The process of deporting migrants from Libya continues.Four hundred and one Nigerian migrants have been flown back home from Libya. They are the latest Nigerian returnees from Libya - where they had been in various detention camps for months.

Wednesday, December 6, 2017

Video - Nigerians demand repatriation of hundreds trapped in Libya



To Nigeria and since a video emerged of an alleged slave market in Libya where African migrants are sold, there have been growing protests across the country over the issue. There have been protests in both Abuja and Lagos demanding action from the government and a speedy repatriation of Nigerians trapped in Libya.

Switzerland to return $320m of Abacha loot to Nigeria

The Swiss government has announced that it will return $320m (£240m) of the money allegedly stolen by Nigeria's late military ruler Sani Abacha.

The money was frozen in 2014 by a Swiss court after a legal procedure against his son, Abba Abacha.

Originally deposited in Luxembourg, it is a fraction of the billions of dollars allegedly looted during his rule from 1993 to 1998.

Recovering the "Abacha loot" has been a major priority for Nigeria.

President Muhammadu Buhari made the recovery of stolen assets a major part of his 2015 election campaign and this will be the largest yet.

Although an agreement to repatriate the money was signed in March, the Nigerian Ministry of Justice, the World Bank and Switzerland have been grappling with legal complications surrounding the return of the money, says the BBC's Stephanie Hegarty in Abuja.

However an agreement setting out how the money would be repaid was signed on Monday by the three parties at the Global Forum on Asset Recovery GFAR in Washington, which means the funds will finally be sent back to Nigeria.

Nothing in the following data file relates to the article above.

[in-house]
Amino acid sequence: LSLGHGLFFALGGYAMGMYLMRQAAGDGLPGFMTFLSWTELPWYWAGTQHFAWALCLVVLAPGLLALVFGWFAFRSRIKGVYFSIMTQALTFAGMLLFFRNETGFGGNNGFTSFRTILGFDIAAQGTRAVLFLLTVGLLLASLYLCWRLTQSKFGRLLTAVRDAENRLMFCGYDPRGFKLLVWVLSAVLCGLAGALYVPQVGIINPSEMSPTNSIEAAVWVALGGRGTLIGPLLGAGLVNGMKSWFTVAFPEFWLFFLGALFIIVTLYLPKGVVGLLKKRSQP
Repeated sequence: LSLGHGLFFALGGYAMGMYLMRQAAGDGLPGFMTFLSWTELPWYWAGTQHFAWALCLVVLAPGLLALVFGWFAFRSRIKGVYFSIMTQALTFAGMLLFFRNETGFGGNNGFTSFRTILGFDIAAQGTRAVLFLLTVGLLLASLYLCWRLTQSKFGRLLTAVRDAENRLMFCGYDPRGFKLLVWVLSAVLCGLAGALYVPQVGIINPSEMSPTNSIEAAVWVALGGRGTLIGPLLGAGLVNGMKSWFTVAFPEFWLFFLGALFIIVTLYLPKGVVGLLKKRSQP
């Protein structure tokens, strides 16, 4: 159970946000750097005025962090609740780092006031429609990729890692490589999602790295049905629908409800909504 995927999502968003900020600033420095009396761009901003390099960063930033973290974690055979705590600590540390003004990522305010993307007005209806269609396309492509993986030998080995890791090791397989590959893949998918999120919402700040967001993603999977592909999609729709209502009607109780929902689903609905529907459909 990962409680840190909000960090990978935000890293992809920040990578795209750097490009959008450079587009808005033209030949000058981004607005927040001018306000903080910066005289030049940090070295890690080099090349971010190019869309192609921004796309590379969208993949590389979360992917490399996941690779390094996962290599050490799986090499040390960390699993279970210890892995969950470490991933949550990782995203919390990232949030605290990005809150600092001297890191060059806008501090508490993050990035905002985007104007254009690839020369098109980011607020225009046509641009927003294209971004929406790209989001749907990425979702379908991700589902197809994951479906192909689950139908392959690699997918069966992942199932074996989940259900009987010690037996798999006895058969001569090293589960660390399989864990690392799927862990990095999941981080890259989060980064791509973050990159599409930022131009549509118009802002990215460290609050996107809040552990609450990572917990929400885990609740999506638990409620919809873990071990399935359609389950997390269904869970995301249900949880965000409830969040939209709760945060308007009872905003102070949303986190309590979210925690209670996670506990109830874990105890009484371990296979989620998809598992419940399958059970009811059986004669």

How much 'Abacha loot' is outstanding?

The Swiss government has paid $700m of the "Abacha loot" to the Nigerian government in the last 10 years and the outstanding $320m is the last of the money on Swiss soil and will be remitted in the next two to three years, ambassador Roberto Balzaretti, head of the Swiss delegation to GFAR told BBC's Gbolahan Macjob in a telephone interview.

"The money will be transferred to the Bank for International Settlements in Basel into the Nigerian government account," he said.

"It will be used to finance projects that will strengthen social security for the poorest sections of the Nigerian population."
What are the conditions of the agreement?

The money will be paid in instalments and in small amounts, specifically to finance the National Social Safety Net projects, which would be agreed with the Nigerian government under the supervision of the World Bank with regular audits.

If the first instalment is not properly accounted for, subsequent payment will be halted. This is to prevent the funds from being stolen again, Mr Balzaretti said.

"It is the first time we are having this sort of trilateral agreement and we feel confident that it will work, plus we signed it in the spirit of trust that the money will be put to good use," he said.

Switzerland said the agreement was in line with its policy on returning illegally acquired assets and would set a good example for future cases, according to a statement from the Federal Department of Foreign Affairs.

"The fight against corruption is one of Switzerland's priorities" Swiss Foreign Minister Didier Burkhalter said, adding that the move should "strengthen social security for the poorest Nigerians", AFP reports.

General leading fight against Boko Haram in Nigeria removed

The Theatre Commander, Operation Lafiya Dole, Attahiru Ibrahim, has been removed from that position.